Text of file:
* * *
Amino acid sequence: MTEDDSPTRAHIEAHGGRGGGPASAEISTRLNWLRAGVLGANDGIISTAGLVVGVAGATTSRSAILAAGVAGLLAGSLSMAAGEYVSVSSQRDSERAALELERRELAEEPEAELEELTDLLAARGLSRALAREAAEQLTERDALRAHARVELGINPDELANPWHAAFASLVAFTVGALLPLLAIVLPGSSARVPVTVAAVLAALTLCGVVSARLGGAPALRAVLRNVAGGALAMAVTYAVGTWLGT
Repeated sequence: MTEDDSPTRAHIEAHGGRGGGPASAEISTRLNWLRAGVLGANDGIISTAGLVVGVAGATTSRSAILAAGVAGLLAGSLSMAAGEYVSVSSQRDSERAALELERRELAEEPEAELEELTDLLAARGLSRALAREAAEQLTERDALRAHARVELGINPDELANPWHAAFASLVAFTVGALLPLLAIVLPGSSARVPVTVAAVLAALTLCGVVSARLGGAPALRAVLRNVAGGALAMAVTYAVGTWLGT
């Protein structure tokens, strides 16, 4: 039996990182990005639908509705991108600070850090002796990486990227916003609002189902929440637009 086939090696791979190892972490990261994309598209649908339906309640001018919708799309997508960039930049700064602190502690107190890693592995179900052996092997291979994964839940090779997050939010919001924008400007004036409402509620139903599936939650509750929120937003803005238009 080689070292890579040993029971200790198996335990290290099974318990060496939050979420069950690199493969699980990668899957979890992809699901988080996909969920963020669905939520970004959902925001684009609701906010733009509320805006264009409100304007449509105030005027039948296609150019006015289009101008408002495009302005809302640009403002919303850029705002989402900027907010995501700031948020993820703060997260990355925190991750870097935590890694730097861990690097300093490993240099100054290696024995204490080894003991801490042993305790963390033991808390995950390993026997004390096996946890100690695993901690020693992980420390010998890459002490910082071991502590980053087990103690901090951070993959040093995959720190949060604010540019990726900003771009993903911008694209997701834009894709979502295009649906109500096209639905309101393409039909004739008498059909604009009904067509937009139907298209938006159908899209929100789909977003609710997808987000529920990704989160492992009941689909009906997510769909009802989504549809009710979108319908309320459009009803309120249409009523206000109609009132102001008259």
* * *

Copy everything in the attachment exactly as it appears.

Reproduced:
Amino acid sequence: MTEDDSPTRAHIEAHGGRGGGPASAEISTRLNWLRAGVLGANDGIISTAGLVVGVAGATTSRSAILAAGVAGLLAGSLSMAAGEYVSVSSQRDSERAALELERRELAEEPEAELEELTDLLAARGLSRALAREAAEQLTERDALRAHARVELGINPDELANPWHAAFASLVAFTVGALLPLLAIVLPGSSARVPVTVAAVLAALTLCGVVSARLGGAPALRAVLRNVAGGALAMAVTYAVGTWLGT
Repeated sequence: MTEDDSPTRAHIEAHGGRGGGPASAEISTRLNWLRAGVLGANDGIISTAGLVVGVAGATTSRSAILAAGVAGLLAGSLSMAAGEYVSVSSQRDSERAALELERRELAEEPEAELEELTDLLAARGLSRALAREAAEQLTERDALRAHARVELGINPDELANPWHAAFASLVAFTVGALLPLLAIVLPGSSARVPVTVAAVLAALTLCGVVSARLGGAPALRAVLRNVAGGALAMAVTYAVGTWLGT
């Protein structure tokens, strides 16, 4: 039996990182990005639908509705991108600070850090002796990486990227916003609002189902929440637009 086939090696791979190892972490990261994309598209649908339906309640001018919708799309997508960039930049700064602190502690107190890693592995179900052996092997291979994964839940090779997050939010919001924008400007004036409402509620139903599936939650509750929120937003803005238009 080689070292890579040993029971200790198996335990290290099974318990060496939050979420069950690199493969699980990668899957979890992809699901988080996909969920963020669905939520970004959902925001684009609701906010733009509320805006264009409100304007449509105030005027039948296609150019006015289009101008408002495009302005809302640009403002919303850029705002989402900027907010995501700031948020993820703060997260990355925190991750870097935590890694730097861990690097300093490993240099100054290696024995204490080894003991801490042993305790963390033991808390995950390993026997004390096996946890100690695993901690020693992980420390010998890459002490910082071991502590980053087990103690901090951070993959040093995959720190949060604010540019990726900003771009993903911008694209997701834009894709979502295009649906109500096209639905309101393409039909004739008498059909604009009904067509937009139907298209938006159908899209929100789909977003609710997808987000529920990704989160492992009941689909009906997510769909009802989504549809009710979108319908309320459009009803309120249409009523206000109609009132102001008259």